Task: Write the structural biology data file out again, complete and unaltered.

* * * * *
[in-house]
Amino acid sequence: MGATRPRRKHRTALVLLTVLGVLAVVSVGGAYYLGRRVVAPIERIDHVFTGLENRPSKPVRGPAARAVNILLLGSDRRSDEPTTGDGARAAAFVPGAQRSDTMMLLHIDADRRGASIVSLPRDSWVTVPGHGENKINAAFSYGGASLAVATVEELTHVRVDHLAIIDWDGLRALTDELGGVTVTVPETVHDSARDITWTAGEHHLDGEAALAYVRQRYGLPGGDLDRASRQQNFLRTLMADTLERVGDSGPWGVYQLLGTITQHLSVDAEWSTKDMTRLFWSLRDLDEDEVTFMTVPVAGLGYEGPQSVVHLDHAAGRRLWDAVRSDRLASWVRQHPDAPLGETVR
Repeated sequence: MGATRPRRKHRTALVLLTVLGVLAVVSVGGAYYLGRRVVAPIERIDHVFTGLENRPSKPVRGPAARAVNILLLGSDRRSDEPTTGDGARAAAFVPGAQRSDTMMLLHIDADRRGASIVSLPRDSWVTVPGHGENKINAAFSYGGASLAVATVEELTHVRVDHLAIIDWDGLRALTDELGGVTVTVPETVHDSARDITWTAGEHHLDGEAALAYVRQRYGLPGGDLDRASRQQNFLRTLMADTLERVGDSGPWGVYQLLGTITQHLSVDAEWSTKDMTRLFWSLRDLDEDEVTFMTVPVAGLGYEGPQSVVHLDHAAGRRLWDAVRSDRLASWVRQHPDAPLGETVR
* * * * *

[in-house]
Amino acid sequence: MGATRPRRKHRTALVLLTVLGVLAVVSVGGAYYLGRRVVAPIERIDHVFTGLENRPSKPVRGPAARAVNILLLGSDRRSDEPTTGDGARAAAFVPGAQRSDTMMLLHIDADRRGASIVSLPRDSWVTVPGHGENKINAAFSYGGASLAVATVEELTHVRVDHLAIIDWDGLRALTDELGGVTVTVPETVHDSARDITWTAGEHHLDGEAALAYVRQRYGLPGGDLDRASRQQNFLRTLMADTLERVGDSGPWGVYQLLGTITQHLSVDAEWSTKDMTRLFWSLRDLDEDEVTFMTVPVAGLGYEGPQSVVHLDHAAGRRLWDAVRSDRLASWVRQHPDAPLGETVR
Repeated sequence: MGATRPRRKHRTALVLLTVLGVLAVVSVGGAYYLGRRVVAPIERIDHVFTGLENRPSKPVRGPAARAVNILLLGSDRRSDEPTTGDGARAAAFVPGAQRSDTMMLLHIDADRRGASIVSLPRDSWVTVPGHGENKINAAFSYGGASLAVATVEELTHVRVDHLAIIDWDGLRALTDELGGVTVTVPETVHDSARDITWTAGEHHLDGEAALAYVRQRYGLPGGDLDRASRQQNFLRTLMADTLERVGDSGPWGVYQLLGTITQHLSVDAEWSTKDMTRLFWSLRDLDEDEVTFMTVPVAGLGYEGPQSVVHLDHAAGRRLWDAVRSDRLASWVRQHPDAPLGETVR